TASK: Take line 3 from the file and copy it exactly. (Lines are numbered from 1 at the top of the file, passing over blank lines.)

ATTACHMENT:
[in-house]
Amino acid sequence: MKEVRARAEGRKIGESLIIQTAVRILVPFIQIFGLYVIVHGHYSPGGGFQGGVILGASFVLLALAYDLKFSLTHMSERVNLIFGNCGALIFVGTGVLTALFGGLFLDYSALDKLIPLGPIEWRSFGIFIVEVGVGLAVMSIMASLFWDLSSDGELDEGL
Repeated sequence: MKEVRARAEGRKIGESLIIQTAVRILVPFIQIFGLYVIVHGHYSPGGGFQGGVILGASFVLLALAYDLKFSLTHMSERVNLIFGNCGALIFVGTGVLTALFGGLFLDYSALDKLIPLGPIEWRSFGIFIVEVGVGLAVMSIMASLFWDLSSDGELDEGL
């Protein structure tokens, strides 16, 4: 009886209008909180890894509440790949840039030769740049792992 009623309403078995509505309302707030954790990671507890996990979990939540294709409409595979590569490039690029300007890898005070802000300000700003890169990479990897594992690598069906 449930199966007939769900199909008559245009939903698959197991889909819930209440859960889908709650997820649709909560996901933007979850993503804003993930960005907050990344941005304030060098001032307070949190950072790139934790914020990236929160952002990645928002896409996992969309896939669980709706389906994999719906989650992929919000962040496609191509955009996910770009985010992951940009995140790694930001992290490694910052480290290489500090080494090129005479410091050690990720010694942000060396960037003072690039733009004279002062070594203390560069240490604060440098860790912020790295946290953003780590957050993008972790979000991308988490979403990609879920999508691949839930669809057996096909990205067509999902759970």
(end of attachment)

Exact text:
Repeated sequence: MKEVRARAEGRKIGESLIIQTAVRILVPFIQIFGLYVIVHGHYSPGGGFQGGVILGASFVLLALAYDLKFSLTHMSERVNLIFGNCGALIFVGTGVLTALFGGLFLDYSALDKLIPLGPIEWRSFGIFIVEVGVGLAVMSIMASLFWDLSSDGELDEGL